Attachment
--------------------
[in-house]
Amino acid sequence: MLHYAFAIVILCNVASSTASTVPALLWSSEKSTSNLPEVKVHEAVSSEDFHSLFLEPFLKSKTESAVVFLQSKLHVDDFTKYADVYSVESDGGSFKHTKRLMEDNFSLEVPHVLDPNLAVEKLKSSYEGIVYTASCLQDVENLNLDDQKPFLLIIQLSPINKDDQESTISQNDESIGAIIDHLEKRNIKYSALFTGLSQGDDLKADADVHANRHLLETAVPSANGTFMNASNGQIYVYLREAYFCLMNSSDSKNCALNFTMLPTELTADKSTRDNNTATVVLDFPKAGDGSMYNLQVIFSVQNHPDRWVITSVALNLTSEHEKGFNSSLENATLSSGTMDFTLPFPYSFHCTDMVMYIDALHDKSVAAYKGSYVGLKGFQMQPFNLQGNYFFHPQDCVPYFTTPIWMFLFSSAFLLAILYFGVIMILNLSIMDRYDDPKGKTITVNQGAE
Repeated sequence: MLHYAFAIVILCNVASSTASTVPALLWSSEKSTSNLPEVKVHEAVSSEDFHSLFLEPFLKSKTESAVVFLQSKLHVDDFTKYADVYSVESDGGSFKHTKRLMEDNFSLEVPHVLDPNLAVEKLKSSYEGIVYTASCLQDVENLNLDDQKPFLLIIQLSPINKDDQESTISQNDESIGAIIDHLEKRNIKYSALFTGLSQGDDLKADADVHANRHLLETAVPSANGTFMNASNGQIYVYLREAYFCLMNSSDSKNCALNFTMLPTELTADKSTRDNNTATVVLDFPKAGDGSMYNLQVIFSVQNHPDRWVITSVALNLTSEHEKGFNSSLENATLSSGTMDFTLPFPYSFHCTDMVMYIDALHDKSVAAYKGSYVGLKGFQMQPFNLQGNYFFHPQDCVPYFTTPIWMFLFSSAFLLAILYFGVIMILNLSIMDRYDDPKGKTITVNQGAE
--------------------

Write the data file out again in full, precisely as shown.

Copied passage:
[in-house]
Amino acid sequence: MLHYAFAIVILCNVASSTASTVPALLWSSEKSTSNLPEVKVHEAVSSEDFHSLFLEPFLKSKTESAVVFLQSKLHVDDFTKYADVYSVESDGGSFKHTKRLMEDNFSLEVPHVLDPNLAVEKLKSSYEGIVYTASCLQDVENLNLDDQKPFLLIIQLSPINKDDQESTISQNDESIGAIIDHLEKRNIKYSALFTGLSQGDDLKADADVHANRHLLETAVPSANGTFMNASNGQIYVYLREAYFCLMNSSDSKNCALNFTMLPTELTADKSTRDNNTATVVLDFPKAGDGSMYNLQVIFSVQNHPDRWVITSVALNLTSEHEKGFNSSLENATLSSGTMDFTLPFPYSFHCTDMVMYIDALHDKSVAAYKGSYVGLKGFQMQPFNLQGNYFFHPQDCVPYFTTPIWMFLFSSAFLLAILYFGVIMILNLSIMDRYDDPKGKTITVNQGAE
Repeated sequence: MLHYAFAIVILCNVASSTASTVPALLWSSEKSTSNLPEVKVHEAVSSEDFHSLFLEPFLKSKTESAVVFLQSKLHVDDFTKYADVYSVESDGGSFKHTKRLMEDNFSLEVPHVLDPNLAVEKLKSSYEGIVYTASCLQDVENLNLDDQKPFLLIIQLSPINKDDQESTISQNDESIGAIIDHLEKRNIKYSALFTGLSQGDDLKADADVHANRHLLETAVPSANGTFMNASNGQIYVYLREAYFCLMNSSDSKNCALNFTMLPTELTADKSTRDNNTATVVLDFPKAGDGSMYNLQVIFSVQNHPDRWVITSVALNLTSEHEKGFNSSLENATLSSGTMDFTLPFPYSFHCTDMVMYIDALHDKSVAAYKGSYVGLKGFQMQPFNLQGNYFFHPQDCVPYFTTPIWMFLFSSAFLLAILYFGVIMILNLSIMDRYDDPKGKTITVNQGAE